London, United Kingdom | AFP | Five facts on Garbine Muguruza who defeated Venus Williams in the Wimbledon final on Saturday:
— Muguruza was born in the Venezuelan capital of Caracas in October, 1993. Her mother Scarlet Blanco is from the South American country and Muguruza holds dual Spanish-Venezuelan nationality. Father Jose is a Spanish-Basque.
Paris — mon amour et bete noire
— Muguruza won the French Open title in 2016 but her defence ended in tears and controversy this year after she accused the Roland Garros crowd as being “disrespectful” for their behaviour towards her as she lost to home star Kiki Mladenovic. While she conducted a tearful news conference, coach Sam Sumyk described the Paris fans as “pathetic”.
— Muguruza was accused of being illegally ‘coached’ from her player’s box by vanquished Wimbledon quarter-final opponent Svetlana Kuznetsova. “It was pretty clear because we all speak Spanish here. She was talking to her all the time. It’s her physio. I mean, I know she acts like this all the time. I don’t think it’s appropriate,” said the Russian. Muguruza said it was all something of nothing. “Honestly, they were just cheering for me. I like when my team is behind me. But nothing really tactical or specific.”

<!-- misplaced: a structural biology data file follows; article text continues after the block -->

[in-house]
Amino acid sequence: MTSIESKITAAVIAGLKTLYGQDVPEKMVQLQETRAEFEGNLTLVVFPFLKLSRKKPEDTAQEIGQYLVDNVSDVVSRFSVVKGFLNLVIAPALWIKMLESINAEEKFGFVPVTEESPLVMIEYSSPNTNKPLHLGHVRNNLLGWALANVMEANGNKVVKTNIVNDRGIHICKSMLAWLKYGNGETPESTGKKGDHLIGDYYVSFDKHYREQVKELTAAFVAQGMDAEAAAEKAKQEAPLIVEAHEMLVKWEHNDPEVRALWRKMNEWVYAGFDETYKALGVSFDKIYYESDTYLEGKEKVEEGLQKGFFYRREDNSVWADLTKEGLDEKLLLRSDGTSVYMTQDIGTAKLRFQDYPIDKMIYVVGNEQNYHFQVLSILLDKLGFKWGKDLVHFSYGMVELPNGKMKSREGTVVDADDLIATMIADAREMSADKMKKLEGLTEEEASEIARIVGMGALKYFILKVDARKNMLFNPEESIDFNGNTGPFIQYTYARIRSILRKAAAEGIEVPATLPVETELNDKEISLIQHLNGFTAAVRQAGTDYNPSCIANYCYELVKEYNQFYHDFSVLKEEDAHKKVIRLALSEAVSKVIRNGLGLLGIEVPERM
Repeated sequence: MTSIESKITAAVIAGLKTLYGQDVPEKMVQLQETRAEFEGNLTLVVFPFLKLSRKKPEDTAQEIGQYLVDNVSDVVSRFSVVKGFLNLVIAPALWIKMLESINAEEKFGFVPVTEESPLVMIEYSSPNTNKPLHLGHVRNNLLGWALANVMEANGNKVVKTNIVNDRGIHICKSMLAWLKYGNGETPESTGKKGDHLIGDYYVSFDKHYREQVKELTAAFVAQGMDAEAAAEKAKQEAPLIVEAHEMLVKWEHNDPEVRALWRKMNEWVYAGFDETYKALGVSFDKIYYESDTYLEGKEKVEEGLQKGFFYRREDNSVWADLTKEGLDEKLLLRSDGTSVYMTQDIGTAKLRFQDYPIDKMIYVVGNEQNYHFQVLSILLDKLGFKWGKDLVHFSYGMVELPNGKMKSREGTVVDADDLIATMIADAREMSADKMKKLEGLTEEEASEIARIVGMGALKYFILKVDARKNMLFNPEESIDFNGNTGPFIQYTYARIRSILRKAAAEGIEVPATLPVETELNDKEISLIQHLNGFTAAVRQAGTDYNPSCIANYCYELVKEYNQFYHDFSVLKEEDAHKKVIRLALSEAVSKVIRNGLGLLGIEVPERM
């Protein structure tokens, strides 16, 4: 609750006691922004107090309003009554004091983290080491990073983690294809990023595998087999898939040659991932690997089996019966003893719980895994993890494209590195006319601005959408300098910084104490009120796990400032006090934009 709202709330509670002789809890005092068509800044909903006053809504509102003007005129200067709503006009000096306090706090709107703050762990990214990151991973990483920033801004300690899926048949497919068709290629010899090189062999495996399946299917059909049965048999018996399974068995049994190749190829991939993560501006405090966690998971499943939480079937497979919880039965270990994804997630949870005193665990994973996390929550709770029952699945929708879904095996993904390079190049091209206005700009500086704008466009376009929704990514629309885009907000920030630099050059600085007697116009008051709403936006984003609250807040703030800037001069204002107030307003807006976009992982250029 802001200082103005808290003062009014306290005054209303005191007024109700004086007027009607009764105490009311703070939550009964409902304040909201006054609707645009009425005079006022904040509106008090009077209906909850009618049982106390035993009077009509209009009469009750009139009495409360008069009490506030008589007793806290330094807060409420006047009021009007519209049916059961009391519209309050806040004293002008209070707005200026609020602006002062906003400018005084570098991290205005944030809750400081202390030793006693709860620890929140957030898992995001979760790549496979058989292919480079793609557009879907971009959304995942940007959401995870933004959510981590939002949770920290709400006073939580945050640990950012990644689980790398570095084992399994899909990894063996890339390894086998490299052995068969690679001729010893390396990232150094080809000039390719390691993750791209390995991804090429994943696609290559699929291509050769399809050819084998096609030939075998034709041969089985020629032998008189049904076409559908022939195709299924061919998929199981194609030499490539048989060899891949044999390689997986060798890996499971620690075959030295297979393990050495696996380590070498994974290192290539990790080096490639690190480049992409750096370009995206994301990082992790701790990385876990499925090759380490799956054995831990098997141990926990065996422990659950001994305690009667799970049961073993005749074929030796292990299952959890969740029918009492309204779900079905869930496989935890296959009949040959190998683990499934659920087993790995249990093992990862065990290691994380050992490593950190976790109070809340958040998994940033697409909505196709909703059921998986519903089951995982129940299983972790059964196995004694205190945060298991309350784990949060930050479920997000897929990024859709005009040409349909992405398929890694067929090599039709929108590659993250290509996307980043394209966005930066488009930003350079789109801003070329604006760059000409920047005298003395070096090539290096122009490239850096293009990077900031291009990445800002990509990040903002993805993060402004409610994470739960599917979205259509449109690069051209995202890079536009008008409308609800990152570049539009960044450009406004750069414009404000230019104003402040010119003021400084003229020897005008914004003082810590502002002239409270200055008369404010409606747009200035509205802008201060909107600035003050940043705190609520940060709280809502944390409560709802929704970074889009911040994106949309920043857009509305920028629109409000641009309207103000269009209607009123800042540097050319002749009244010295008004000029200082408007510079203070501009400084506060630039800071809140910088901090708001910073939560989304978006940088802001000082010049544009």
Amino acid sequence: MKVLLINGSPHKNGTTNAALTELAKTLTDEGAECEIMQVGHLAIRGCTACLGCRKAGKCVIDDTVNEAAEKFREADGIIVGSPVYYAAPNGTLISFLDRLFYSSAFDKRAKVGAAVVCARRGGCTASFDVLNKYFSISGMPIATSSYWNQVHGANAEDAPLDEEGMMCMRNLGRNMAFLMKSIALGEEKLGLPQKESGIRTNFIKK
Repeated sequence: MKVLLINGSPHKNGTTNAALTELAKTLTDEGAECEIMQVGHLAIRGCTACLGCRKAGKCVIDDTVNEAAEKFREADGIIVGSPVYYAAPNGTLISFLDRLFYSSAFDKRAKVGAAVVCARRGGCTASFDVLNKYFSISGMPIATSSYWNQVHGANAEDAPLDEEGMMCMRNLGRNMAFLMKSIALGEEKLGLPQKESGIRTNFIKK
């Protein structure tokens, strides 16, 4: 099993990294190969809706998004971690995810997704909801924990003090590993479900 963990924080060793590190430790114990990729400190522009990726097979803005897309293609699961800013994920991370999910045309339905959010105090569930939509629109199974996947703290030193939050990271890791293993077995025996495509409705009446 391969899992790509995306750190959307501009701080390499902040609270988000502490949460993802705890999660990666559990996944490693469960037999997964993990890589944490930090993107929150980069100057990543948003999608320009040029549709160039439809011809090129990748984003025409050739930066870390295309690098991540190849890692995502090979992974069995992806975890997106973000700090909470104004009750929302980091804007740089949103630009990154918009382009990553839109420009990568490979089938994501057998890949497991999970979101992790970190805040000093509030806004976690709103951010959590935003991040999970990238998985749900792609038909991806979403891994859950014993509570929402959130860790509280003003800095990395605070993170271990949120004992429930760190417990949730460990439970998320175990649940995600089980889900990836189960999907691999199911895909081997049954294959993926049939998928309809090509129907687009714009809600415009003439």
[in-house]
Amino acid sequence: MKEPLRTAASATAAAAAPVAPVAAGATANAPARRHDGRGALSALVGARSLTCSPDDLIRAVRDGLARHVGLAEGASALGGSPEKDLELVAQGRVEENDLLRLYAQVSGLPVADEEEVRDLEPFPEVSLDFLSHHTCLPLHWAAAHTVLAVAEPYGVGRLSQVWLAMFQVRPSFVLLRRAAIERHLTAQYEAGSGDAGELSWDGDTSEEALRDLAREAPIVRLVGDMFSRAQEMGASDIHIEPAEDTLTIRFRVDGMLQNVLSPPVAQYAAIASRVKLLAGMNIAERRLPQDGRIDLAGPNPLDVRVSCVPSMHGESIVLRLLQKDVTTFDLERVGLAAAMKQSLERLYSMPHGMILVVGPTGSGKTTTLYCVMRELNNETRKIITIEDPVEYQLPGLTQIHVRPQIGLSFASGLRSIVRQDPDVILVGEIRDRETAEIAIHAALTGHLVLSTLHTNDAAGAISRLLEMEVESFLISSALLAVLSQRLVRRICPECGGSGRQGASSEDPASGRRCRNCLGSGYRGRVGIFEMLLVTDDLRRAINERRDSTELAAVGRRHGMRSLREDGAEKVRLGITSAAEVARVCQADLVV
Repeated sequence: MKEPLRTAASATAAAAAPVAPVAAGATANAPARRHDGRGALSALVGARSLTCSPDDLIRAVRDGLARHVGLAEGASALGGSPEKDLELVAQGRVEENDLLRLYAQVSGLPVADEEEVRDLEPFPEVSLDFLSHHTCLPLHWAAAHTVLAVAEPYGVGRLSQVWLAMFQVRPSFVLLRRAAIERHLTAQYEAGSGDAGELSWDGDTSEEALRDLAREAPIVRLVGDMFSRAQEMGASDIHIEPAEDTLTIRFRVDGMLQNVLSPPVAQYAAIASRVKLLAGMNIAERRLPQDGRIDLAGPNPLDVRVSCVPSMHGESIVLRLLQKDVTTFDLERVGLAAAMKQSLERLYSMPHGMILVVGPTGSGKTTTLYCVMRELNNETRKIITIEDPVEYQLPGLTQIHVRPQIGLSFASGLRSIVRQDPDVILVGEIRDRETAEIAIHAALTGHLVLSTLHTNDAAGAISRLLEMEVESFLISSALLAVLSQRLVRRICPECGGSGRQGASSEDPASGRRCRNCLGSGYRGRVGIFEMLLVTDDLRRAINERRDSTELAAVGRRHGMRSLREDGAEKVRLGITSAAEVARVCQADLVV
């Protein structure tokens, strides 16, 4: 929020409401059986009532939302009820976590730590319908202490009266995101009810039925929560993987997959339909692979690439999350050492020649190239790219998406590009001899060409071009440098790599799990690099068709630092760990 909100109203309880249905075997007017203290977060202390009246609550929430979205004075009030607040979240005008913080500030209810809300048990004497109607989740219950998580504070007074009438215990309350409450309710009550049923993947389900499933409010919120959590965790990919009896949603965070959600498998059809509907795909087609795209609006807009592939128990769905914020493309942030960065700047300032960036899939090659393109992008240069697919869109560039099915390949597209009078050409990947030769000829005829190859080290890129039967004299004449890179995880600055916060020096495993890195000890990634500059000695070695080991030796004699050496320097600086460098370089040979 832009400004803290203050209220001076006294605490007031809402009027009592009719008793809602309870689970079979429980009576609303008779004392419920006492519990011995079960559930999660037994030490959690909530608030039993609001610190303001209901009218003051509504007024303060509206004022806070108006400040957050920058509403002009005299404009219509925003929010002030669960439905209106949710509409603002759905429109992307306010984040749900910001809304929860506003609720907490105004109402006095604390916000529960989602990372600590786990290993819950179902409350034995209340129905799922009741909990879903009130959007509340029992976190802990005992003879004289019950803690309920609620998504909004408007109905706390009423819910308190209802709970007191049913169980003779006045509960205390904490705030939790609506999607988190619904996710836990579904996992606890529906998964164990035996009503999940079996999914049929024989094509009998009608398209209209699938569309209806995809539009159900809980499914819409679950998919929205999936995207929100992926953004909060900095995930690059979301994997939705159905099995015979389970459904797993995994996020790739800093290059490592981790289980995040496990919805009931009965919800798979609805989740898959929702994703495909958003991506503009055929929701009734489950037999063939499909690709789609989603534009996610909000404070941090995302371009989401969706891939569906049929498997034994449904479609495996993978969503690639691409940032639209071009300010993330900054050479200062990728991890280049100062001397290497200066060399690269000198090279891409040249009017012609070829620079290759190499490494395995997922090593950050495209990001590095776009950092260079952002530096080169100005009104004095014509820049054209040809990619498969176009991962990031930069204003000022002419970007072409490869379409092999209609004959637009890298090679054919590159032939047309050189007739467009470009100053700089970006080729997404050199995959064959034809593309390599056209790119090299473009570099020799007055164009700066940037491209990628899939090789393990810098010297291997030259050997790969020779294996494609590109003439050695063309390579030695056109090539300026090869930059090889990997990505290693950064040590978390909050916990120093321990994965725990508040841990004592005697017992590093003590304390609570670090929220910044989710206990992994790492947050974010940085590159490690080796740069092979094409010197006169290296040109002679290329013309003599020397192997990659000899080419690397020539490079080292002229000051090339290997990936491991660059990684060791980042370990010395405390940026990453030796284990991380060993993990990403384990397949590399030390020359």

Been there, done that
— Muguruza enlisted the help of 1994 Wimbledon champion and fellow Spaniard Conchita Martinez for her All England Club campaign. “I think she’s helping me to deal with the stress of the tournament, because it’s a long tournament,” Muguruza said of her 45-year-old compatriot who filled in for Sumyk, missing Wimbledon due to his wife’s pregnancy.
— After winning the 2016 French Open, Muguruza admitted she relaxes by cooking, mostly desserts. “Anything with sugar, not with salt. Cakes and cookies. Oreo brownie is the best one,” she said. However, her time in the kitchen while at Wimbledon this year almost ended in disaster. “Every time I come to Wimbledon, a lot of things happen in the house. I love red meat. We were doing nice steaks but there was so much smoke that the fire alarm was, like, under where you cook. I’m like, ‘Why do you put a fire alarm there?'”